A taste of the Netherlands: Bon appétit!
Of course one’s mind springs to Gouda cheese and famous beer producers such as Heineken and Grolsch when thinking about food and drink in the Netherlands. However, as our mouthwatering food and drink special proves, there are even more delicious Dutch delicacies to be devoured!
TOP FOOD AND DRINK TIPS
We asked NBTC Holland Marketing for their top five foodie tips:
Asparagus season lasts around two months in Holland, with the first crops peeking through the ground from late February/early March onwards. They are traditionally harvested from the second Thursday in April until 24 June. Several regions grow asparagus in Holland, but Limburg is the main producing area. The white asparagus is grown here and is locally referred to as white gold. In Limburg there is even a 47-kilometre cycle route which takes in the asparagus fields which goes past quality restaurants serving the local speciality.
On the island of Texel you can see the many pastures used as grazing ground for sheep and lamb. The soil has a special quality to it due to its proximity to the sea and the maintenance by the local Texel farmers. Texel lamb spend 100 days in the pasture with their mothers and these conditions give the lamb a unique taste. There are many restaurants on the island specialising in serving lamb and foodies travel especially to Texel to enjoy it on the island.
Jenever, or Genever, is probably the best known gin among many typically Dutch alcoholic beverages. Originally, it was a malt wine to which extracts of juniper berries were added. However, since the late 19th century producers often add neutral ethyl alcohol. Virtually every bar in Holland sells it as ‘jonge jenever’ (young) or ‘oude jenever’ (mature). The city of Schiedam was the capital of jenever production and it is still produced there today. The city also has a museum dedicated to the spirit where you can learn all about its distilling process, flavour development and its part in Dutch culture.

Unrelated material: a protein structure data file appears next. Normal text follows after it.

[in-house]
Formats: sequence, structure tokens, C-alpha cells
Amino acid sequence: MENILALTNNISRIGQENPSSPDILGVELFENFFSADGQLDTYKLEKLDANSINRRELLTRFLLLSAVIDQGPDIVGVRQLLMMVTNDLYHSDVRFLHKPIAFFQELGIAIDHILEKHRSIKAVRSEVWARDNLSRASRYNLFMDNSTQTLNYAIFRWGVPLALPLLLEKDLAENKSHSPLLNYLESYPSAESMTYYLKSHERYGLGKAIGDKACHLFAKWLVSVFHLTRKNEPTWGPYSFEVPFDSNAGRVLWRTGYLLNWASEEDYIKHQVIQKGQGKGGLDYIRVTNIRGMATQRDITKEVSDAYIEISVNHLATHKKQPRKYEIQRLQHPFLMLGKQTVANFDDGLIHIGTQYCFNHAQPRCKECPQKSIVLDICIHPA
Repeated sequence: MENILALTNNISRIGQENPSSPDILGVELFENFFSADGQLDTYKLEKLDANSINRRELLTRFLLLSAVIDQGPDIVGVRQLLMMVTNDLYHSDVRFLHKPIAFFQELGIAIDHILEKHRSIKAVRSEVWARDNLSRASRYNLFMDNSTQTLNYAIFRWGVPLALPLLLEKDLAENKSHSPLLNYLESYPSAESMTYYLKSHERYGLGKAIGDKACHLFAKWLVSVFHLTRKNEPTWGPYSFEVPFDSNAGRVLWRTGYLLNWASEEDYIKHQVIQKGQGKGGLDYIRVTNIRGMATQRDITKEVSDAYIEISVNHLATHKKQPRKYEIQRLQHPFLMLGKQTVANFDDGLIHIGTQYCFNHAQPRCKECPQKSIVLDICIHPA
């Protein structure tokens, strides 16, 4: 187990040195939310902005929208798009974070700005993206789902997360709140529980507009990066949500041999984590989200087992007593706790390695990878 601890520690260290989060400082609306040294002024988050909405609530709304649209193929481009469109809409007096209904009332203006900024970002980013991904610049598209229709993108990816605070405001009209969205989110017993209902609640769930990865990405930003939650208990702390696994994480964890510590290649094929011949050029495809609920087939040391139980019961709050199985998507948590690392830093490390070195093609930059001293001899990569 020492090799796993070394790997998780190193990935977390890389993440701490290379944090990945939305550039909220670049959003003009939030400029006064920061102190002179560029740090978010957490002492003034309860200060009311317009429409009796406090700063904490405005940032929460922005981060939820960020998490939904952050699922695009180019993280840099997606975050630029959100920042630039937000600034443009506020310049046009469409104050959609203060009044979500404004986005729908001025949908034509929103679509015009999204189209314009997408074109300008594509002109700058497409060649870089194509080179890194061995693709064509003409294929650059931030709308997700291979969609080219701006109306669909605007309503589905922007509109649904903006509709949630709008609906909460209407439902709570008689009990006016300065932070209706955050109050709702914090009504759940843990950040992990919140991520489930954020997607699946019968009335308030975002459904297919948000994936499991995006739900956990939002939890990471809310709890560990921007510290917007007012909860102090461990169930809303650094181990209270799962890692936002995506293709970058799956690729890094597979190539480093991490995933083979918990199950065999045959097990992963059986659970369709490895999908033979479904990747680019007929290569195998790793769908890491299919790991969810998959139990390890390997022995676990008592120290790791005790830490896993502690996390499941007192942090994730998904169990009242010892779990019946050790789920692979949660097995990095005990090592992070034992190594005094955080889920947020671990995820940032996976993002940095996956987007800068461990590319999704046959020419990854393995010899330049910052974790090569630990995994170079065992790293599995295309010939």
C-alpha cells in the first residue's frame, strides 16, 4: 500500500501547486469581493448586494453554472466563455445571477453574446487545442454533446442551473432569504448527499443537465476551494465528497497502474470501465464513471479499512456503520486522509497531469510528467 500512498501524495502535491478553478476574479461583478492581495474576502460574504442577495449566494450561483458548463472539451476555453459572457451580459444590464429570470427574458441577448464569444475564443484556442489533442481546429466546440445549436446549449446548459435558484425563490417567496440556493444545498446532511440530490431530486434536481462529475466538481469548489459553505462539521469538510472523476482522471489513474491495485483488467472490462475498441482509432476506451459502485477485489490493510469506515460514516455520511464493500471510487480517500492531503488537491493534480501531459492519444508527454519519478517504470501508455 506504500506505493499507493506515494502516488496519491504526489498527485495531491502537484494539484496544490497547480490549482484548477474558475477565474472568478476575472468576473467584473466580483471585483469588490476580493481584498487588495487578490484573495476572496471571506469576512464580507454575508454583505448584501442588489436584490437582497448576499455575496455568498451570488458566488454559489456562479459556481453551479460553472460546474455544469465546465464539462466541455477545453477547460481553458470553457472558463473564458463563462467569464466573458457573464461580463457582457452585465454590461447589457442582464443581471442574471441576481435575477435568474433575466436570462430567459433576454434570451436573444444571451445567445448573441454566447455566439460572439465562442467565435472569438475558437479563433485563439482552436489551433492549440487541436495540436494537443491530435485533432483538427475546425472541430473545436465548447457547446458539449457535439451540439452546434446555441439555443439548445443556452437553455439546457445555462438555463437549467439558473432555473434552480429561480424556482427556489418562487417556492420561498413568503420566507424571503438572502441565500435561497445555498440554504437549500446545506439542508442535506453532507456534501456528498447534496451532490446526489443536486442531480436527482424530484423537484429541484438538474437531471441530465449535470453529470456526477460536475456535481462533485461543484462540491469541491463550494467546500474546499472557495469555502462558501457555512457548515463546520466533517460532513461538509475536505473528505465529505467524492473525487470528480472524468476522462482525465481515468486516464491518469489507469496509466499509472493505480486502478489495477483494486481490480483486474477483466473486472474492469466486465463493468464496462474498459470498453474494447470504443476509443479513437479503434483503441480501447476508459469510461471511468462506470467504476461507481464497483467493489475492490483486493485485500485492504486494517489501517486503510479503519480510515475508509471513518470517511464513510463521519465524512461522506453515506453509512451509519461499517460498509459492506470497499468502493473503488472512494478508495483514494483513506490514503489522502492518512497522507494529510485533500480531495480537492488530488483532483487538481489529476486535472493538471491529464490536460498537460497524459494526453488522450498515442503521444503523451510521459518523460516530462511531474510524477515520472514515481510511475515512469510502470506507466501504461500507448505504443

Seafood specialties from Zeeland
Oysters, lobsters, mussels, cockles and periwinkles: Zeeland is famous for these delicious salty flavours. The fruits of the sea can be sampled in many of Zeeland’s excellent restaurants. Zeeland is home to two types of oyster; flat oysters are somewhat more exclusive, and are primarily eaten raw with a pinch of pepper and some lemon juice. The wild oyster can be served both grilled and raw. You can taste the oysters from September up to and including June.
New herring from The Hague
The Hague and the seaside resort of Scheveningen has wonderful seafood restaurants. If you are looking for a traditional snack or Dutch treat, you should really try the Hollandse Nieuw Herring, sold at Simonis. This is brought in straight from the early morning fish auction and is enjoyed with onions and pickles. To really experience Dutch herring culture, visit Scheveningen on ‘Vlaggetjesdag’ (Flag Day), held each year in June. With this event, the city celebrates the start of herring season and the first barrel of herring is auctioned off. It may sell for tens of thousands of euros and each year the profit is traditionally donated to charity. Herring stands can be found across the city.
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